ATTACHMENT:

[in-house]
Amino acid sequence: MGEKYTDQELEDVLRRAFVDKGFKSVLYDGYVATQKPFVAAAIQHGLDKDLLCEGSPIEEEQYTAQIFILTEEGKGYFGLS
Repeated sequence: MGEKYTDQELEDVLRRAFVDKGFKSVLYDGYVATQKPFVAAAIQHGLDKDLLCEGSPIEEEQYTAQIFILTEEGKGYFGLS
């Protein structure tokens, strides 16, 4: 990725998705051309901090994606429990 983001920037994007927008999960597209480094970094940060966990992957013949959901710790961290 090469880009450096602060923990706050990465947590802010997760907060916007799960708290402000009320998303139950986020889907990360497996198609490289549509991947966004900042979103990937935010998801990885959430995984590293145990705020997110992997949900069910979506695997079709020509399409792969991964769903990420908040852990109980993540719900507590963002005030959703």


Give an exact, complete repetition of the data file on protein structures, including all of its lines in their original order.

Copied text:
[in-house]
Amino acid sequence: MGEKYTDQELEDVLRRAFVDKGFKSVLYDGYVATQKPFVAAAIQHGLDKDLLCEGSPIEEEQYTAQIFILTEEGKGYFGLS
Repeated sequence: MGEKYTDQELEDVLRRAFVDKGFKSVLYDGYVATQKPFVAAAIQHGLDKDLLCEGSPIEEEQYTAQIFILTEEGKGYFGLS
């Protein structure tokens, strides 16, 4: 990725998705051309901090994606429990 983001920037994007927008999960597209480094970094940060966990992957013949959901710790961290 090469880009450096602060923990706050990465947590802010997760907060916007799960708290402000009320998303139950986020889907990360497996198609490289549509991947966004900042979103990937935010998801990885959430995984590293145990705020997110992997949900069910979506695997079709020509399409792969991964769903990420908040852990109980993540719900507590963002005030959703």